back to article Google to French data cops: Dot-com RTBF? Baiser ma DERRIERE

Google has refused to comply with French data cops' demands to apply the European "right to be forgotten" across the globe. Chocolate Factory privacy counsel Peter Fleischer said in a blog post on Thursday that Google begged to differ with the French data authority CNIL’s interpretation of the so-called right to be forgotten ( …

  1. John Arthur
    Happy

    Better translation

    I think "baiser mon cul" would be more idiomatic. However you need to remember that "baiser" does not just mean "kiss". It also means "f**k". So go back and read that again!

    1. bpfh Silver badge
      Headmaster

      Re: Better translation

      It would also be "Mon" and not "ma" IMHO.

      1. Anonymous Coward
        Anonymous Coward

        Re: Better translation

        Lets not waste time worrying about the local lingo, and instead get to the point:-

        France go fuck yourself, you don't own the internet.

        Posted as AC as I work for the cheese eating surrender monkeys.

    2. Irony Deficient Silver badge

      Re: Better translation

      John, another improvement would be to use the imperative (baise or baisez, depending upon the circumstance) rather than the infinitive (or noun). However, as Handy Plough pointed out below, a literal translation doesn’t accurately convey the intended message.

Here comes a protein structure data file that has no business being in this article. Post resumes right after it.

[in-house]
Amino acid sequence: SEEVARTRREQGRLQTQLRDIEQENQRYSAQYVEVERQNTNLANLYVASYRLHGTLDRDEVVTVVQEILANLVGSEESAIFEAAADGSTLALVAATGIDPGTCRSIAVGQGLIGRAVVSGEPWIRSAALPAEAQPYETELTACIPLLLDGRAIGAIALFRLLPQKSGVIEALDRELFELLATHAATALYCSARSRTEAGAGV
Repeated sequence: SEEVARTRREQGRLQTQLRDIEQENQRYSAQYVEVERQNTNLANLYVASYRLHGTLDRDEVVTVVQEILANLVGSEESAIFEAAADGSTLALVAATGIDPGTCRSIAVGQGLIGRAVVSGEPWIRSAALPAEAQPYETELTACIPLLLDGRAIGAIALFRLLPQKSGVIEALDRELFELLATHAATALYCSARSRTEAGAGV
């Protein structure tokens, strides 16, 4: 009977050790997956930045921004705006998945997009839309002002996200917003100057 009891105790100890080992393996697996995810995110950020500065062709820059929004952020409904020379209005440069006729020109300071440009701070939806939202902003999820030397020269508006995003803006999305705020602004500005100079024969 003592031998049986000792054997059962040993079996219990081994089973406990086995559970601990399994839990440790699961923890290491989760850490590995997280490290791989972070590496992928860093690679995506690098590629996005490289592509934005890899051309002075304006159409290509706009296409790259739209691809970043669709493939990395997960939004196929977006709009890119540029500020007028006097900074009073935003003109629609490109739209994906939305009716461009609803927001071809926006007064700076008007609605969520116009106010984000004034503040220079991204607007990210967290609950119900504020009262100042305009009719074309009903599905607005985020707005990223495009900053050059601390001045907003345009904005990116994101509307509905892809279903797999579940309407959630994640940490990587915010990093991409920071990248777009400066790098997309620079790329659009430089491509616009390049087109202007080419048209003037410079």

3. Anonymous Coward
      Anonymous Coward

      Re: Better translation

      Don't bother with the translation, just say it in English - the French love that ;)

    4. John Savard

      Re: Better translation

      I was going to say that "cul" instead of "derriere" is the rude word in French, equivalent to "arse" instead of "behind", but I see someone beat me to it.

    5. Anonymous Coward
      Anonymous Coward

      kiss my ass

      Bearing in mind the other article about "Feeling sweary? Don't tell Google Docs" today, I thought that Google Translate would err towards donkey affection. Not so! Try it...

  2. Anonymous Coward
    Anonymous Coward

    Google translate

    Presumably "safe settings" were on ?

    1. That Lewis Page (Written by Reg staff)

      Re: Google translate

      No safe settings. Try taking the last 'e' off derriere, it does better then.

  3. John Robson Silver badge

    IP block...

    Just firewall off all access to Google from the French (or maybe from the French courts/parliament only?)